General Question

charliecompany34's avatar

Do silent treatments help or hinder?

Asked by charliecompany34 (7785points) June 5th, 2009

my wife can go for days or even weeks without saying a word to me. yeah, i know, “what did you do now, charlie?”

does this approach really work?

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25 Answers

charliecompany34's avatar

wow, i should have checked my log of questions asked. i already asked this back in the day. guess i’m always in the dog house. oh well, have at this one if you’d like.

westy81585's avatar

No. Not at all.

Likeradar's avatar

They help people get more and more annoyed and frustrated, and hinder mature communication….

dynamicduo's avatar

They do not help. Period. Communication is the key to a healthy relationship, and the silent treatment is sure not communicating at all. In fact, that is actively NOT communicating, which I see as that person not being committed to the health of the relationship and by extension, me.

hungryhungryhortence's avatar

The silent treatment is weak. Talk it out even if it she resists, do what you can to draw her out, get to the issue so it won’t remain to fester and screw up future stuff.

RedPowerLady's avatar

I also believe that communication is the key to a healthy relationship.

But there is certainly something to be said for being silent vs. having an angry outburst. Everyone needs different time periods to cool down. Even when the silent treatment is used as a weapon, it is surely a better one than what may people use nowadays. Although it is definitely not the best by any means.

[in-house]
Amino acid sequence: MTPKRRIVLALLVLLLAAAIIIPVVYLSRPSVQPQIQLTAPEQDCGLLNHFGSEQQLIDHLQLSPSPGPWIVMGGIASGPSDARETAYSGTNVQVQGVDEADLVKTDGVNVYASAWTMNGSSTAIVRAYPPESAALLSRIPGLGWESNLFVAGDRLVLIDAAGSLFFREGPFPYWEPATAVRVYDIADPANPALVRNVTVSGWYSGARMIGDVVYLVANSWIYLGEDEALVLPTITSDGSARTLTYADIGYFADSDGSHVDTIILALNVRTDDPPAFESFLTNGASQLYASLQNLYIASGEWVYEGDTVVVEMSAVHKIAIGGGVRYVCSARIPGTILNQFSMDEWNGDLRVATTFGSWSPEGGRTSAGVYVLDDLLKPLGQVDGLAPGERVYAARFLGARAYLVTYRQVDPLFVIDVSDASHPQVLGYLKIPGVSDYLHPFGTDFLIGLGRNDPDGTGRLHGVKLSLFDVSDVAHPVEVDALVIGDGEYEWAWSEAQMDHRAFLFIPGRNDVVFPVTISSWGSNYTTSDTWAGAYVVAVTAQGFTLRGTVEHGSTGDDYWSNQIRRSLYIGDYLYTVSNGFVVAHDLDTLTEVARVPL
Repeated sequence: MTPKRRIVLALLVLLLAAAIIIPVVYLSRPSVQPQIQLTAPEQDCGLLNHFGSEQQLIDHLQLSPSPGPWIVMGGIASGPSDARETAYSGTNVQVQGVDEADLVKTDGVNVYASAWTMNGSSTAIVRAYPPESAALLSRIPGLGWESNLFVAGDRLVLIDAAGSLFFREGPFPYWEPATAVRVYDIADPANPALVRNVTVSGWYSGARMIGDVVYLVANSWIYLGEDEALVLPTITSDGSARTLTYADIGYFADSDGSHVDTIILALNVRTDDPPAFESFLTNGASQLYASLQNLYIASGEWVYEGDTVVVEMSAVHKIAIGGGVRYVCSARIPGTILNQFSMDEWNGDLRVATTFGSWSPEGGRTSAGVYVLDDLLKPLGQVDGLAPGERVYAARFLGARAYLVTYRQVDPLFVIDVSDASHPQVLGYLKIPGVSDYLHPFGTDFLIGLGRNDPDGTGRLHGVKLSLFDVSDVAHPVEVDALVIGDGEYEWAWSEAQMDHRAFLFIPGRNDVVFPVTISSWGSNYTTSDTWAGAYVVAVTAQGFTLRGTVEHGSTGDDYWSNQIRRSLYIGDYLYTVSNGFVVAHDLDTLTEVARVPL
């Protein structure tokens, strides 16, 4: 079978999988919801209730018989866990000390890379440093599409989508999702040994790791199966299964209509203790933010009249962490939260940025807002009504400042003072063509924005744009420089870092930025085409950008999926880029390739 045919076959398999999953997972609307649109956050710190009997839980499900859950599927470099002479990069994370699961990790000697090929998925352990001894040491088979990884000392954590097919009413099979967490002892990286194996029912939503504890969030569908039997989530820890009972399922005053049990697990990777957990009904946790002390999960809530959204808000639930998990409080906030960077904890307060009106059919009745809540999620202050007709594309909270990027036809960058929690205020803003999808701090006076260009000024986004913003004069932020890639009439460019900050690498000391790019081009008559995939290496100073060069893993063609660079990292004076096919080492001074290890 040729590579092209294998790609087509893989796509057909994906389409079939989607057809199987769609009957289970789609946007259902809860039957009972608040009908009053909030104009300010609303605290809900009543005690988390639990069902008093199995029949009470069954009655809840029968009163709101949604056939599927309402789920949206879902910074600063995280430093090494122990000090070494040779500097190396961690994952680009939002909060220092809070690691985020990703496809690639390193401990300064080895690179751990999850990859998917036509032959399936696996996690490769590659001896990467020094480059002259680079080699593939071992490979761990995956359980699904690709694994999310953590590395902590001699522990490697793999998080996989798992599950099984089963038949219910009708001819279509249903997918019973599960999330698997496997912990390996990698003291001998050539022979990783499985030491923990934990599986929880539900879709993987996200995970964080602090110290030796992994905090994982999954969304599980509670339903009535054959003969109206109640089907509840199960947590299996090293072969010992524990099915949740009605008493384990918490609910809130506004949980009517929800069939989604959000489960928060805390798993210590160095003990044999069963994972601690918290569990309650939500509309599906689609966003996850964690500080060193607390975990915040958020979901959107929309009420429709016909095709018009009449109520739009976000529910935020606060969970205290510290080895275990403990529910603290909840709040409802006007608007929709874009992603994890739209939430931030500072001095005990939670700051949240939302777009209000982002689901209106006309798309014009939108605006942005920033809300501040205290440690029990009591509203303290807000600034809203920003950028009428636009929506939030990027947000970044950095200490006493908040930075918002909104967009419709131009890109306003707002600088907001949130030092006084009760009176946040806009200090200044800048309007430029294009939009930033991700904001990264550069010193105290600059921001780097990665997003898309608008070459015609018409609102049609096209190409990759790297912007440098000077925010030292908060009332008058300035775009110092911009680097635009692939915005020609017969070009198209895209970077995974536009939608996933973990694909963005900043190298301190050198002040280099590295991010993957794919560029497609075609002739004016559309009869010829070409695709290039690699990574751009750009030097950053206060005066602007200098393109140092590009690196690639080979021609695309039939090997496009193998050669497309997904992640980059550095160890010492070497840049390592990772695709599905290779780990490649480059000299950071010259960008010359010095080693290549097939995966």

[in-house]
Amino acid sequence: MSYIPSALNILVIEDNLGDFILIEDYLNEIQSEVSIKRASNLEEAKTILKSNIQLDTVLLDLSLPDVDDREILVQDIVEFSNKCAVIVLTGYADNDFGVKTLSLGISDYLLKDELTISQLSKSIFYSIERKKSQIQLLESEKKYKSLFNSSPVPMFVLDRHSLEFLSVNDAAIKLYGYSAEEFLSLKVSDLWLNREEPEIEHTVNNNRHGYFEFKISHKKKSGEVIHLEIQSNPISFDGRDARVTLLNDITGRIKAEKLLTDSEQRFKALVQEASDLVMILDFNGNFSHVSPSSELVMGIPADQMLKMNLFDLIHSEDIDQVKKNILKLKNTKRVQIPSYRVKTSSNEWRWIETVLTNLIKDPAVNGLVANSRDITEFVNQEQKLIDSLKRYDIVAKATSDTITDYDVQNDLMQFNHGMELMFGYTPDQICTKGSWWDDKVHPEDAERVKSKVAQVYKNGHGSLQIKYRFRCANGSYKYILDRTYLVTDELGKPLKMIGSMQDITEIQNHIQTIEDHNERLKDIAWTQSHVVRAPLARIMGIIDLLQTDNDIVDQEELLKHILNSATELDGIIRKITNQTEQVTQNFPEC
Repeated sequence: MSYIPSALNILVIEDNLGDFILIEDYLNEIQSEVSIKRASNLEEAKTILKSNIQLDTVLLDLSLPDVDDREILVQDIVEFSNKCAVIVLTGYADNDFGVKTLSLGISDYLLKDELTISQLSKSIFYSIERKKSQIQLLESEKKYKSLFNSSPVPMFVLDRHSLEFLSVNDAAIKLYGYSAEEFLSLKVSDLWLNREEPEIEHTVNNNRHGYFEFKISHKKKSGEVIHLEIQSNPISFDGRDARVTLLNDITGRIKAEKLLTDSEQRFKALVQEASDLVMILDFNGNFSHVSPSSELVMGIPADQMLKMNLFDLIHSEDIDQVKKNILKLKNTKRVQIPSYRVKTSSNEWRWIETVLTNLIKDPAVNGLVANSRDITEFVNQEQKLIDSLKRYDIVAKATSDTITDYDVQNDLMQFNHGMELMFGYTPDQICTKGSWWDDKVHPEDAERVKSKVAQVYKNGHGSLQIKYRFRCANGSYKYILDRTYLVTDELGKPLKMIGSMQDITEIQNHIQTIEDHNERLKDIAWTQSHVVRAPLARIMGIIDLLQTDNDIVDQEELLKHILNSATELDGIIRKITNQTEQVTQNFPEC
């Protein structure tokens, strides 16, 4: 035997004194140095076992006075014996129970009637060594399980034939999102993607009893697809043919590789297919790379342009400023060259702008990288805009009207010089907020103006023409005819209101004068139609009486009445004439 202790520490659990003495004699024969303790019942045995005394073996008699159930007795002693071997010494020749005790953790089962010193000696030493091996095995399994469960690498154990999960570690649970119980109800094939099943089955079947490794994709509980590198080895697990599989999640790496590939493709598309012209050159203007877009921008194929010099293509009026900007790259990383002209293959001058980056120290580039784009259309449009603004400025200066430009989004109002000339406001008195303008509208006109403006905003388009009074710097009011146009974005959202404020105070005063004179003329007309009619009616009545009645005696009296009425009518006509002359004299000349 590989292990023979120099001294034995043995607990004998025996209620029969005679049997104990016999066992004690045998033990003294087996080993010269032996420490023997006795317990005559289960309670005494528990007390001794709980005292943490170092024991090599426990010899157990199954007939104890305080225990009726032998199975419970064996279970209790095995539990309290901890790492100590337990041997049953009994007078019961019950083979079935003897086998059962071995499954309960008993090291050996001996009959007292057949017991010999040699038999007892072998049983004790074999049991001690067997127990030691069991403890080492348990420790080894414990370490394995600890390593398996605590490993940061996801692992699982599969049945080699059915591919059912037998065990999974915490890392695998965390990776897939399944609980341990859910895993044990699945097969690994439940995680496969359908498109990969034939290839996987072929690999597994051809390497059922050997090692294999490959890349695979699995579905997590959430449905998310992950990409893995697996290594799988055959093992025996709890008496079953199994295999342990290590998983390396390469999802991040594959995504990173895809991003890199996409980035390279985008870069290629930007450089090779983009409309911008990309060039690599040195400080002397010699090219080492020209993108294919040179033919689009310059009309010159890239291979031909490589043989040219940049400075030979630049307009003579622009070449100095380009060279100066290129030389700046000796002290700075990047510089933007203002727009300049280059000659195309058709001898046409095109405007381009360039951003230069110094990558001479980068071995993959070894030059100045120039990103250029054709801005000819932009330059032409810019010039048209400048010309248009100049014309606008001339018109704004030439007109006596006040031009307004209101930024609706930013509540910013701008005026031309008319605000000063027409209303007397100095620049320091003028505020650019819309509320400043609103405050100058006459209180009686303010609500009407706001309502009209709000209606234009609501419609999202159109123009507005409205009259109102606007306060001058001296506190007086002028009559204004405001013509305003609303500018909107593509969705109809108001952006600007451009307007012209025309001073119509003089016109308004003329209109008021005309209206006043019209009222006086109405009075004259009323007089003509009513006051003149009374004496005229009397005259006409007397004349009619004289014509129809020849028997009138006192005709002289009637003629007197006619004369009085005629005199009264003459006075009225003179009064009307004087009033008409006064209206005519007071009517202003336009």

I would guess that if she is giving you the silent treatment for so long you still haven’t “gotten it”. So perhaps work on understanding why she is angry first. Then work on her method of expressing it.

Edit to add: Of course I do think that @jbfletcherfan is correct. Getting the issue dealt with sooner is typically better and healthier for the relationship. Personally I hate waiting to resolve such issues.

jbfletcherfan's avatar

Join the club. My husband can do that, too. Me, I want to talk stuff out & be done with it. I think it’s childish, myself. It’s like they’re pouting.

dynamicduo's avatar

That’s a great point, @RedPowerLady. My male partner is a brooding type of person, when he gets upset he can’t think, so he will not answer back in our arguments, he will go silent. This offended me greatly, because I am the type of person who prefers to talk and resolve the situation then and there. But once we sat down and explained our differences, I was able to understand that his silence is not him passive aggressively dominating the argument nor ending it prematurely, but it is simply something he needs to do to keep his cool.

However, there is a difference between cooling down and actively silent treatment-ing. I believe that everyone has the right to cool down, but when it comes to resolving a problem both people need to meet and agree to working on it, and that is simply impossible if the other person is silent treatment-ing for whatever justification they can imagine. If after weeks she still refused to tell you what made her angry, in my mind there is no obligation to hunt and pester via 20-questions to find out what it was. That behaviour is childish, and I’m not dating a child, I’m dating an adult who needs to act like an adult.

RedPowerLady's avatar

@dynamicduo I agree with you about the childish behavior. I wouldn’t want to ask 20 questions either to figure out what the problem is.

My partner is also the type who can’t think when he gets upset and thus doesn’t talk. It is a bit difficult to deal with as it is completely outside my own personality. But it is much better for him to do that then get horribly upset.

charliecompany34's avatar

@dynamicduo we know what the problem is and there has been brief dialogue about moving toward resolving, but there is a major deficit in communication. only things discussed are those pertinent to kids, gas, food and home. there is no communication about anything else like “the work day” or other little personal things we are used to just jaw-jacking about.

Ummmm's avatar

I belive they do help it gives each person time to themselves and think about their actions for themselves instead of being dependant to the spouse to tell them what’s wrong